The songs all revealed a wonderful marriage of words and music, and the concert was one of delights as well as of Curious Fancies.


Audience delights in evocative, danceable music from the age of Shakespeare from Robert Oliver’s consort of viols

Palliser Viols (Lisa Beech, Sophia Acheson, Jane Brown, Andrea Oliver, Robert Oliver)

Antony Holborne: Patiencia (Pavan), The Honie-suckle (Almain), The Fairie Rounde (Coranto)
John Ward: Fantasy à 5
Orlando Gibbons: In Nomine à 4
William Byrd: Fantasy à 4
Tobias Hume: Captain Humes Pavan, Souldiers Galiard
John Jenkins: Fantasy à 5 no.1
William Brade: Paduana, Canzon, Galliard

St. Andrew’s on The Terrace

Wednesday, 2 September 2015, 12.15pm

The name Palliser Viols had not meant anything to me, but it turned out to be a group led by that master of early music, Robert Oliver.

The brief but excellent programme notes confirmed that all the composers were English, and that the reason why William Brade’s music was published in Hamburg was because he spent his career in Denmark and Germany.  Nevertheless, a certain sameness in the music doubtless derives from the composers all being English, flourishing in the days of Queen Elizabeth I, some into the next decades.

This group of players is highly competent, and there was none of the out-of-tune playing one sometimes hears from groups playing these instruments.  One way of overcoming this fault is, of course, to tune the strings frequently, since being made of gut, they go out of tune much more readily than do modern steel strings, and this was done.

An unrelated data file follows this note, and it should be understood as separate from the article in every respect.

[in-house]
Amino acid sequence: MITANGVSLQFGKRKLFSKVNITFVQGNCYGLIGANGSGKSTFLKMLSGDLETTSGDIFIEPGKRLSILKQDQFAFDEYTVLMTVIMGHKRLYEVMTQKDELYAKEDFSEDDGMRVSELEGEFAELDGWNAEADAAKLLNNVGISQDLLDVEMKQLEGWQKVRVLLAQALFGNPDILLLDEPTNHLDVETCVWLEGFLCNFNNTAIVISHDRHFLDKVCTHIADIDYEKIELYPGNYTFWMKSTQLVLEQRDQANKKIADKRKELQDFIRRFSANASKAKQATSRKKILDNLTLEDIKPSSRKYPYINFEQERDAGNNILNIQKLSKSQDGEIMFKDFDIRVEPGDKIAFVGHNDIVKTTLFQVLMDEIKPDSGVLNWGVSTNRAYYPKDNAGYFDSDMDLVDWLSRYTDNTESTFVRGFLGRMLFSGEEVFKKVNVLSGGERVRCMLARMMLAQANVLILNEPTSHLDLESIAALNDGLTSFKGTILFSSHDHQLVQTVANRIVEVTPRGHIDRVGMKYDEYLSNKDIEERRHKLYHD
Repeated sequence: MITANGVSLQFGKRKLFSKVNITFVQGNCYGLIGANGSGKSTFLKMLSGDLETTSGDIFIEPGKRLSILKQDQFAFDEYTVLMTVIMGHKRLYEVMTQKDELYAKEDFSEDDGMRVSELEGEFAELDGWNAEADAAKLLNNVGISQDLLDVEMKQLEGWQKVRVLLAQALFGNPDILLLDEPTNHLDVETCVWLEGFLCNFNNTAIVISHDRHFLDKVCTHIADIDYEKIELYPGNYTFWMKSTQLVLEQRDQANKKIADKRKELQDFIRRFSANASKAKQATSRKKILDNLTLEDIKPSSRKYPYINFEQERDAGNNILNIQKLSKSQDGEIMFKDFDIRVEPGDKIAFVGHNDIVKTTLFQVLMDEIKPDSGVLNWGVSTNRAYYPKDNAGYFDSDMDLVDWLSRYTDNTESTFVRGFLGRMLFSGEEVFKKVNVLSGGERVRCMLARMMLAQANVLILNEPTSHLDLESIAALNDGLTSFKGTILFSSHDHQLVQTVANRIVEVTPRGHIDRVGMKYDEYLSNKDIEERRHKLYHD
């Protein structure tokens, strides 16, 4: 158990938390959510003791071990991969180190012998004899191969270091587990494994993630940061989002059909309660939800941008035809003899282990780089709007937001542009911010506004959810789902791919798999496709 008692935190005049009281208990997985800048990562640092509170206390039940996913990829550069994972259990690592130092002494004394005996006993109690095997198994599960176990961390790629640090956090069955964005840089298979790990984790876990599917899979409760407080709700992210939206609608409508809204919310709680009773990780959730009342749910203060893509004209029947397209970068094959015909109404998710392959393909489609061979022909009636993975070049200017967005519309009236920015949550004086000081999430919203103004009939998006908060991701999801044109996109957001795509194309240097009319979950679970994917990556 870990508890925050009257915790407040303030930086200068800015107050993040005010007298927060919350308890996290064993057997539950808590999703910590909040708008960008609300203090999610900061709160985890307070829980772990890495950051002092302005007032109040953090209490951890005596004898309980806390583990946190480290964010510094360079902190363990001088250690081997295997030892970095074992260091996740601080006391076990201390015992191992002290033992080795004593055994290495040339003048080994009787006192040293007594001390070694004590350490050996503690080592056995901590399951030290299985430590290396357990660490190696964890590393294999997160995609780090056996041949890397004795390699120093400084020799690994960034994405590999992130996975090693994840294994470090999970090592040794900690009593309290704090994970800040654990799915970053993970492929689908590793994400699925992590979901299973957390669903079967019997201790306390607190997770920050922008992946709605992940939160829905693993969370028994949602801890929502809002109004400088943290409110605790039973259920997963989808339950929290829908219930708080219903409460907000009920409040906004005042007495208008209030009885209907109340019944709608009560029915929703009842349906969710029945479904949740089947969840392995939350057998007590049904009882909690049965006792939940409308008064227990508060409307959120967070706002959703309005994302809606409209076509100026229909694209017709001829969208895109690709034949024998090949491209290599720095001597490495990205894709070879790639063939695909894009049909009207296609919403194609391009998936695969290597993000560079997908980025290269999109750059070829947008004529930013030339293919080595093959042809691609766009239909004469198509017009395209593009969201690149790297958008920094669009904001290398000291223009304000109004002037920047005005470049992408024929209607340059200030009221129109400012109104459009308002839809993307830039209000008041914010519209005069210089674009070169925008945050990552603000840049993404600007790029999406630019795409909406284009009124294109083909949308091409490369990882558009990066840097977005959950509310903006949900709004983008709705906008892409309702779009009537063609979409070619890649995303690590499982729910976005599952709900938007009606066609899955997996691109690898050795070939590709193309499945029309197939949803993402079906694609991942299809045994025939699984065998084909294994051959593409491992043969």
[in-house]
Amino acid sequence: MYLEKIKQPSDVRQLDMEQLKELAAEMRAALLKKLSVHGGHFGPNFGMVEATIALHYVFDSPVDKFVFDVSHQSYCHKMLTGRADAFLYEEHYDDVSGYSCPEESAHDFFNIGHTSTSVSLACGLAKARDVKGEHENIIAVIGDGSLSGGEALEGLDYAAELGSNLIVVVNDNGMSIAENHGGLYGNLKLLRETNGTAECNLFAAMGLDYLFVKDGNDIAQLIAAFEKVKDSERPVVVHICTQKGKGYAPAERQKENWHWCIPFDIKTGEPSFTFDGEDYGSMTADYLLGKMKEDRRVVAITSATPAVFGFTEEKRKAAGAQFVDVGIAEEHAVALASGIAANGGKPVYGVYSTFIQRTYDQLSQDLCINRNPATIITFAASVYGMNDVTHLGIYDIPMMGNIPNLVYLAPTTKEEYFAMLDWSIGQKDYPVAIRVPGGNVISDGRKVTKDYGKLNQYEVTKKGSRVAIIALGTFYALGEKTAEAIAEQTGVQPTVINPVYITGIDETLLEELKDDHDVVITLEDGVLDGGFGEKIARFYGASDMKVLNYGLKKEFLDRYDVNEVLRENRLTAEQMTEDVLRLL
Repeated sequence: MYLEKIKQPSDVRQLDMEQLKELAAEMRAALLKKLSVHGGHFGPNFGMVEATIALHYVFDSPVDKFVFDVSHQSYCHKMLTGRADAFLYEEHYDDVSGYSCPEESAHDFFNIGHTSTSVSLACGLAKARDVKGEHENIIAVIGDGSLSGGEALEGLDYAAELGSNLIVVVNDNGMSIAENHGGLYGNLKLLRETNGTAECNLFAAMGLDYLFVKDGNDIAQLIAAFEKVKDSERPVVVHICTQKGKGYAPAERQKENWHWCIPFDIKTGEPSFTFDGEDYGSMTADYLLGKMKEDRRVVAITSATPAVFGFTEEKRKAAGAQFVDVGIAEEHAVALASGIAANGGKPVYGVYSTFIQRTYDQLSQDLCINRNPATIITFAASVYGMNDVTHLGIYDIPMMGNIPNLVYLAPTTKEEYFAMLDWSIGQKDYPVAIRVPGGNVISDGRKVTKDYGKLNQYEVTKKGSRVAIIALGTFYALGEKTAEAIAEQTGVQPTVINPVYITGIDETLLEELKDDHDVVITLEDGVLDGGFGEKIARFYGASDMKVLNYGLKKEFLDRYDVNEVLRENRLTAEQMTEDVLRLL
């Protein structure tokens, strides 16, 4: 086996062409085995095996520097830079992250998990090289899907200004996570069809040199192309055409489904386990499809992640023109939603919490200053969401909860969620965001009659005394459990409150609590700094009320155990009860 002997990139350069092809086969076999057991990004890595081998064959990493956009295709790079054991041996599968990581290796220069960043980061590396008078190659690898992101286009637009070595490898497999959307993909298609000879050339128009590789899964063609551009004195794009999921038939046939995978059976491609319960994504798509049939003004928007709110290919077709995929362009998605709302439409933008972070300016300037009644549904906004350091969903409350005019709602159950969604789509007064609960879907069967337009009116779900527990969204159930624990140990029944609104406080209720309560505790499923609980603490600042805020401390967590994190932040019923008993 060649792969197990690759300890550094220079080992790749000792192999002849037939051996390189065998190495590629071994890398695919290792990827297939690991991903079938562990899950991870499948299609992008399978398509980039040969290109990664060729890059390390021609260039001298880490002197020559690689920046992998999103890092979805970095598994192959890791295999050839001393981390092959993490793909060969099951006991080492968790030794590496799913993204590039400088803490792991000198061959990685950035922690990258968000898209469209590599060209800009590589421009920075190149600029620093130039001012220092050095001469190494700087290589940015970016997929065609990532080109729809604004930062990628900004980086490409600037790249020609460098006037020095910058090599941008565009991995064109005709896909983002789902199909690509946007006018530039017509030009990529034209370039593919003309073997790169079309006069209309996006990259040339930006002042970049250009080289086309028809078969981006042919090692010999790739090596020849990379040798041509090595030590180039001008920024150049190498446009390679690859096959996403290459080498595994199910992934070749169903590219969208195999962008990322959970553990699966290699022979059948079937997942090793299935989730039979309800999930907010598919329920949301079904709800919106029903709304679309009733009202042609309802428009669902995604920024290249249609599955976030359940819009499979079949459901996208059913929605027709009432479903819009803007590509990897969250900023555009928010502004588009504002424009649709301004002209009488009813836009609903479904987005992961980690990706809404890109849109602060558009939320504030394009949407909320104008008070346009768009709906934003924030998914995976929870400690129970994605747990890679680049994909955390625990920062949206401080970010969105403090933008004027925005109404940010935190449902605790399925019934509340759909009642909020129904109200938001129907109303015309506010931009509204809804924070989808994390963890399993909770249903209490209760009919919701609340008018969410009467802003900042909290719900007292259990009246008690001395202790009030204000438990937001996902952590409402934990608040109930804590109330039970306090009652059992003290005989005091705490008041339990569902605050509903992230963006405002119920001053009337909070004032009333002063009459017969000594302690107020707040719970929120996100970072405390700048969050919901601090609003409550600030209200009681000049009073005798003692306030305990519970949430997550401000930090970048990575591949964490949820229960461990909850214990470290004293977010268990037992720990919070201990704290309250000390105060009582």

To modern ears the music seems very genteel, with neither very loud or very quiet sounds.  However, this certainly does not mean that there is no light and shade – there is plenty, but it is more subtle than modern instruments tend to be. There were charming sounds, immediately evocative of Elizbethan times, people, costumes, and especially dance.  This music should be danced to, or heard over a meal and conversation.

In this concert we heard two treble viols, two tenor and a bass, all six-stringed.  There was a mixture of dances, beginning with a slow Pavan, then to a more lively, danceable Almain followed by an even jollier Coranto, all by Antony Holborne (c.1545-1602).

The next three pieces were instrumental, rather than dances.  John Ward (1590-1638) wrote a rather wistful, even sad Fantasy, that was played very expressively.  The varied harmony and the movement in the bass line gave it character.  The Gibbons piece featured counterpoint and was a plaintive piece with much use of the minor mode, whereas Byrd’s was rather more straightforward, though very pleasing to the ear.

The two Hume pieces were for solo bass viol.  The first, though a Pavan, incorporated fast passages for the player, which decorated the basically slow dance melody.  The second was a much faster dance, putting considerable demands on the player, who had to negotiate the six strings at speed.  This involves pushing the instrument forward when the lowest string is to be played; otherwise the knee might be bowed rather than the string.  There were delightful variations on the melody, and plenty of chords demanding multiple-stopping of the strings, in addition to fast finger-work.

The entire ensemble played the remaining bracket.  (Why do audiences insist on applauding almost every piece, however short, instead of waiting until the end of each of the brackets clearly shown in the printed programme?)  The Jenkins Fantasy involved much interplay of instruments, whereas the first Brade piece was much more smooth and chordal, though with decoration later.

The final Canzon and Galliard were both happy pieces, quite quick.  The Galliard in particular was asking to be danced to.

All the performers were thoroughly able, and created a programme much appreciated by the audience.